‘Suddenly from Heaven there came a sound like the rush of a violent wind and it filled the entire house’
Thoughts from India
It is good to be back from India where I had a wonderful time thanks to the kindness of my friends there. Here are some thoughts to prepare us for the great Feast of Pentecost inspired by my time there.
The ashram where I was staying in the Himalayas had been started by Vandana Mataji, a co-worker of the French Benedictine, Henri Le Saux. Born in 1910 to a poor Breton family, Le Saux had a long interest in India and Indian spirituality joining at an early age the minor seminary at Châteaugiron in 1921 before entering the Benedictine order at the Abbey of Sainte-Anne de Kergonan in 1929. In 1948 he sailed to India to begin a monastic community with his fellow French priest, Jules Monchanin, their aim being to live the ancient Western monastic life within the frame and ambit of classical Indian ideas, philosophy and spiritual practice. The monastery they founded, normally called Shantivanam (The Forest of Peace), survived their passing and today flourishes, however while they both lived there it largely remained (as both priests liked it) a quiet and empty hermitage. Both priests began wearing the kavi of the Hindu renouncer in the 1950s at which time Henri le Saux took the name Abishikteśvarānda (throughout this article I have used the normal English version of his name, Swami Abhishiktananda, omitting the diacritics). In 1968, Swami Abhishiktananda decided to head north to the source of the Ganges where he spent the final years of his life alternating between a small hermitage he had built there and seeking to convey his message to a new generation of seekers to India.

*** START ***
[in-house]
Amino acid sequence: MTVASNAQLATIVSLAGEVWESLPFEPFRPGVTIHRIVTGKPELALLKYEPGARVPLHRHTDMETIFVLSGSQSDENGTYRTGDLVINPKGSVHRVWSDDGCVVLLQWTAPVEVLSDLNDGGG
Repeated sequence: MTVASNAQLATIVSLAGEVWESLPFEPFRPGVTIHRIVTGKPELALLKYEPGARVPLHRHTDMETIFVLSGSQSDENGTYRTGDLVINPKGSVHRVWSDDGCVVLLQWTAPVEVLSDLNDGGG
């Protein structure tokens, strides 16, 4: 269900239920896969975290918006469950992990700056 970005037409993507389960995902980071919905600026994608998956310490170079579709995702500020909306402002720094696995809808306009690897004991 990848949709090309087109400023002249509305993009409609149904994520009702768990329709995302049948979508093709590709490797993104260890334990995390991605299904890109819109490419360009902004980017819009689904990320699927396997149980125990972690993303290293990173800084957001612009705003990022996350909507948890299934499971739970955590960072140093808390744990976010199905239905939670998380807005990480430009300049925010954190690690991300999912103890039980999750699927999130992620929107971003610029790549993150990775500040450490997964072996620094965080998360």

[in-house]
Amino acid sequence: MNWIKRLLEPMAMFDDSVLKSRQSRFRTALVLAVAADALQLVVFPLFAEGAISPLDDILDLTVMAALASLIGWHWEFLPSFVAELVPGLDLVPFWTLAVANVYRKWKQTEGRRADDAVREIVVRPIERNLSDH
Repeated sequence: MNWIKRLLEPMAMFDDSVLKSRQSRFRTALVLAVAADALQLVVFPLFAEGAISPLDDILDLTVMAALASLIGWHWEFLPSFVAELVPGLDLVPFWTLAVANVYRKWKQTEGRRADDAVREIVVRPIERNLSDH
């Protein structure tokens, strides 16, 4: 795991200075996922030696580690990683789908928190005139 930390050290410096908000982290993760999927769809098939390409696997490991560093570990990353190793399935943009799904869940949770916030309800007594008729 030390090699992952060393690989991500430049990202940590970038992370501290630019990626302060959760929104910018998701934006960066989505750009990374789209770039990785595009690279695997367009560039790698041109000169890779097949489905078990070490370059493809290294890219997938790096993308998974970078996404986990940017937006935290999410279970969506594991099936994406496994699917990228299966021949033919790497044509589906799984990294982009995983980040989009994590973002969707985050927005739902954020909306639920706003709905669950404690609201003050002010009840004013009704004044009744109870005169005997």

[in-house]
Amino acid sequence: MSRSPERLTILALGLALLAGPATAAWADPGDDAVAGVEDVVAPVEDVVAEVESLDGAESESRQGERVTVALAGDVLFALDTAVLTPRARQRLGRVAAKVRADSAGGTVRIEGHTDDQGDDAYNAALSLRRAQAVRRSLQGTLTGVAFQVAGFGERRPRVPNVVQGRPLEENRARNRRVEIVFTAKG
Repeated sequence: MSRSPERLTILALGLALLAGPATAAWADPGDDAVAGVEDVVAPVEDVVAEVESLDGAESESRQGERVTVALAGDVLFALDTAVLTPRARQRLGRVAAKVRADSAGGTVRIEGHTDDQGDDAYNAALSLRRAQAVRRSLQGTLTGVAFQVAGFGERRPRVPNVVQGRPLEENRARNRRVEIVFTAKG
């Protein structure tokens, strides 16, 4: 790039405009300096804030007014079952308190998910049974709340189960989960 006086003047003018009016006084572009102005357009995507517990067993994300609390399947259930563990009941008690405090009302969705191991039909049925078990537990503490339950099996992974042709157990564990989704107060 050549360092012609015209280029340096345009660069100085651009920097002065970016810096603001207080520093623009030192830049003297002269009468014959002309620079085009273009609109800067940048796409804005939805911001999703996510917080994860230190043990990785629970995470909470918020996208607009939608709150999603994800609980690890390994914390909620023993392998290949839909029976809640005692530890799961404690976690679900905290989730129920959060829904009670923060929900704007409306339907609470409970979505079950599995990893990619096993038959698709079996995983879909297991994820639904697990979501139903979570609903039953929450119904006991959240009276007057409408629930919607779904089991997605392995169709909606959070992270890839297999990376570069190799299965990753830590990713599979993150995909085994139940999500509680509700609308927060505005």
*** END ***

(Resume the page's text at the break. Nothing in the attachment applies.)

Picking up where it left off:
Still controversial today after his death in 1973 there are elements in his life and writings that pre-empt our twenty-first century concerns in a prophetic fashion. A few days after my return to England we suffered the horrendous attack on the Manchester Arena. Watching the groups of mourning, distressed and disconsolate folk in that proud city I was reminded once again of the Swami’s message: that we must open up to the new possibilities that are now arising. Accordingly in this article I would like to concentrate on a key aspect of the Swami’s teaching: that we are now being called by the Risen Christ to a new awakening and the instrument for that call will, certainly, be the ‘vent de l’esprit’.
The Trinitarian Nature of Christian Prayer
In her wisdom the Church presents us with a wonderful series of mysteries to contemplate week by week as we proceed through the church year, beginning with the Annunciation, passing through the mysteries of the Incarnation, the call to Christ’s ministry and suffering leading to his Crucifixion and Resurrection. Now we are led at this climax of Easter to the Ascension and the Descent of the Holy Spirit. All this culminates in the great feast of the Trinity which we celebrate shortly. For, as the church reminds us, we cannot think of Christian life, Christian vocation, Christian action or indeed Christian prayer outside the Trinitarian perspective. As St Paul puts it in the Letter to the Romans (8: 26 – 29):
The spirit participates in our weakness for we do not know how to pray as we should,
But that very Spirit supplicates on our behalf with unutterable groanings.
And the Father who searches the heart knows the mind of the Spirit,
Because the Spirit intercedes for the saints according to God.
We know that in all things God works for good for those who love God
And they are called according to God’s purpose.
And for those whom he knew long ago
He also destined that they be conformed to the Ikon of his Son
So that He would be the first-born of a large family.